Proving return on investment is the secret to getting sign-off from management to launch a campaign, put people on a programme, attend a course or pay for a new piece of capital equipment. Management loves justifiable expenditure when it has black ink at the end of it.
A recent survey in New Zealand Management demonstrated that less than 20% of New Zealand organisations measure any tangible business impact from HR programmes. This fact alone illustrates why so many companies cut HR spending when an economy downturn threatens which is exactly the opposite of what should take place. When there is less business for an organisation to go after, that's when the staff need to be more skilled and at the top of their game to compete and secure that business.
Most people agree you need to make some form of investment in order to gain some ground. However, some organisations feel that the reason for spending their budgets is to make people feel good or to boost morale and that's it. It is true that higher morale may have a positive effect on the business, but without measuring that impact, budgets will not necessarily be repeated next time round.
We can separate the measurable return into hard and soft measures. Hard measures can be accurately determined in such areas as increased productivity, increases in sales and reductions in staff turnover. This can also be applied to direct outcomes from an investment such as a piece of capital equipment. Something that can be seen and touched!
Predictions can be provided in HR areas which enable companies to engage in HR spending or campaigns. Soft measures can include areas such as morale, improved teamwork, increased customer satisfaction and better communications between departments.
It is these soft measures that are often difficult to put a monetary value or return on. However, there are ways to measure it - for example, the tricky area of staff morale: highly motivated staff will be less likely to take a day off work sick when they are feeling 50/50. Conversely, a person lacking in morale at work will not need much of an excuse not to show up. Instantly, you can begin to count the benefit of reducing the amount of sick days ordinarily taken by your staff by improving morale.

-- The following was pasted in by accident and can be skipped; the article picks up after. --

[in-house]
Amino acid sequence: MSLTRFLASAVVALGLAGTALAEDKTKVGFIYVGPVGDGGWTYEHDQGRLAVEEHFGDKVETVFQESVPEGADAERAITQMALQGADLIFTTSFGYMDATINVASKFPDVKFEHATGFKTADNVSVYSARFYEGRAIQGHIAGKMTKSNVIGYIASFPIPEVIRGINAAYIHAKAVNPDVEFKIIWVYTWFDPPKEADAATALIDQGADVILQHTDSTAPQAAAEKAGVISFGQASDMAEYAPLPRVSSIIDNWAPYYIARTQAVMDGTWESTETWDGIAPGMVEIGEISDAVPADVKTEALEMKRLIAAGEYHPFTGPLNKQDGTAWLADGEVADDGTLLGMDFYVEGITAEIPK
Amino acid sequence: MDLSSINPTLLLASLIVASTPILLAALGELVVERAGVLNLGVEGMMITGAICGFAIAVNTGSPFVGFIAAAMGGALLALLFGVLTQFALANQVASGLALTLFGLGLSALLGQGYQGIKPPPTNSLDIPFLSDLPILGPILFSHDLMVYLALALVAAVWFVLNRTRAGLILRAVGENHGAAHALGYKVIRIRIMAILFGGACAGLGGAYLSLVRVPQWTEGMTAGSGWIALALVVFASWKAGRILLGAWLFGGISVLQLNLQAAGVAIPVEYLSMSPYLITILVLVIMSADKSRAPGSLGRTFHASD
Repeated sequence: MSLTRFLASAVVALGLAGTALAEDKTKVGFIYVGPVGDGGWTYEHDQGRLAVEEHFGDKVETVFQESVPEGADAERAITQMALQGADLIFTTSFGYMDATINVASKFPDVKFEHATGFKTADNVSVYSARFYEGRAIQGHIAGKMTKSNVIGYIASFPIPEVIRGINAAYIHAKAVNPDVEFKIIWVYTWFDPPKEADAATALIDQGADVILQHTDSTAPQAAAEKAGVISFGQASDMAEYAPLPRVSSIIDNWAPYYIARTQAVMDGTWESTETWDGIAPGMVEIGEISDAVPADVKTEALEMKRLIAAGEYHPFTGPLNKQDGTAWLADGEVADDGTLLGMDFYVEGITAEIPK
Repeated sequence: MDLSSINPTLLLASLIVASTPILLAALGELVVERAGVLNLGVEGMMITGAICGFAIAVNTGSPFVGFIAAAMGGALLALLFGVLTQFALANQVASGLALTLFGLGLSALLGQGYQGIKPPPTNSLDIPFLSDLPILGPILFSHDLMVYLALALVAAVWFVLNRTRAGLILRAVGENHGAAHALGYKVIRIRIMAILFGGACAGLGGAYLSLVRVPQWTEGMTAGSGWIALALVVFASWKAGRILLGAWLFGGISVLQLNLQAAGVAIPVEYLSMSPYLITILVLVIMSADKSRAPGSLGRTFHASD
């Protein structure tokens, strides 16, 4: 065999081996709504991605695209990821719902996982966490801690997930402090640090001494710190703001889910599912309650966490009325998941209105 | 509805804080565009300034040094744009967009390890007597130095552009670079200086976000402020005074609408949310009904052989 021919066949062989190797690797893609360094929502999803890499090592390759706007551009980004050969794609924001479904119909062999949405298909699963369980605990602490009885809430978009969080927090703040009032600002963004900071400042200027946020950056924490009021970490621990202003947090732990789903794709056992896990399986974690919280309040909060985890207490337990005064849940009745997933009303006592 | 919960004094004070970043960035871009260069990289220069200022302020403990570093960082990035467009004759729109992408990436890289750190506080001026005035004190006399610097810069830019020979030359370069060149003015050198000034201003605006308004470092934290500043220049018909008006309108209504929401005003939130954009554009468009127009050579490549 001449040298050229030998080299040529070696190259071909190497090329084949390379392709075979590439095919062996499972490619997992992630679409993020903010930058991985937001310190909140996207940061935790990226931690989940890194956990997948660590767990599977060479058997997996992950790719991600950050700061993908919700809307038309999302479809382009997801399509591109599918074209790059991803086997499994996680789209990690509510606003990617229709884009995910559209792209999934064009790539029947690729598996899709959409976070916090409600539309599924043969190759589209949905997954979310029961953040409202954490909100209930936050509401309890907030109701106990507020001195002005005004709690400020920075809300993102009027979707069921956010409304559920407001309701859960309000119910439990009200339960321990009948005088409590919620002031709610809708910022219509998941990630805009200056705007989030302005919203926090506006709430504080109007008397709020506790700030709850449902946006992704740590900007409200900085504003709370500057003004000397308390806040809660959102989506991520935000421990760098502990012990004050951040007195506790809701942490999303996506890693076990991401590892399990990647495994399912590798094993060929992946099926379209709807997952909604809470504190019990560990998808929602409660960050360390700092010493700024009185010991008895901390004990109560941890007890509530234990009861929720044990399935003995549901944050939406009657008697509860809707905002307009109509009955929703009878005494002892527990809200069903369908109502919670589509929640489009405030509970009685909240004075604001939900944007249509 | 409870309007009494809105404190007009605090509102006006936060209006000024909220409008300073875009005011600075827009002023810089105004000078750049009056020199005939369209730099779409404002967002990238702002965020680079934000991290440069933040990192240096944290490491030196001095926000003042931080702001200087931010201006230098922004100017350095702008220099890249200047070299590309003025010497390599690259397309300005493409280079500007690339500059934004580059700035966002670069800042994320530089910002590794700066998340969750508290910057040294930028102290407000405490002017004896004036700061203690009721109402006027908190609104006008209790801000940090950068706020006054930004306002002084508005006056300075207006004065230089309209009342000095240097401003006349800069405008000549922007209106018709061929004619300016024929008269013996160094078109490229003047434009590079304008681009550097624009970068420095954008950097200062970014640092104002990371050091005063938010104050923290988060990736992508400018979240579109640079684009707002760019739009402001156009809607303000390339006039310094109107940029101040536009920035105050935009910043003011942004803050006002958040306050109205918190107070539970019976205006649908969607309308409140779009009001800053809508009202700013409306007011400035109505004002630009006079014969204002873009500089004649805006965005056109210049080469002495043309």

To help work this out you may need to do some research into what some of these intangible areas are actually costing the business. Some areas to begin looking at are the actual cost of a sick day (loss of productivity or stress on other staff, temp if required, loss of business to name a few). When these figures are truly reported, some of the actual figures can be quite frightening. Once understood they can be used in an ROI equation to gain ‘buy-in' for an investment. If a sick day is costing the business $200 per day (which is very conservative!) and you have 50 staff who each take off five days per year, that is going to cost the business around $50,000 per annum.
You might have difficulty justifying an investment of $10,000 to make people feel good and fix a morale problem. But understanding and using an ROI model, you can put forward a business case for the cost of the issue (sick days) and the solution (reduction in false sick days) and what it means to the business (ROI). If sick days are reduced to two per person per annum, the ROI would be 200% on the investment.
Now you have the attention of the financial people in your office!
In order to determine the success of any investment, you have to measure the output - even if part of the cost of the investment is in the measures. In addition to understanding that concept, the ability to measure along the way, right from the start is essential. Measures at the end of a programme may be too late as the investment is already spent. Measures along the way will help correct the direction if necessary. Measures before the start and a prediction of ROI will more than likely help you get the sign off you wouldn't normally get.
Adding accountability to a provider's vocabulary will help determine the worthiness of the investment. Before engaging in any expenditure to run a campaign or an HR initiative with your suppliers, look at what is expected in return. Take time to evaluate these parameters:
- What goals are there for the programme?
- Can you pinpoint expectations?
- How will it be measured?
- What will define its success?
- What ROI is predicted?
Having answers in these areas will help to keep focus and provide reason and accountability for making the investment. If you struggle with some of these, then simply put the accountability onto your suppliers. After all, if they want your business, they should be able to assist you by coming up with an ROI figure for you as to why you should use their product or service.
It has often been said that companies who invest in their people will see their people invest in their customers who in turn will reinvest in the company. Putting measures in place will help to prove this fact and provide ongoing justification for expenditure by showing a positive return on investment.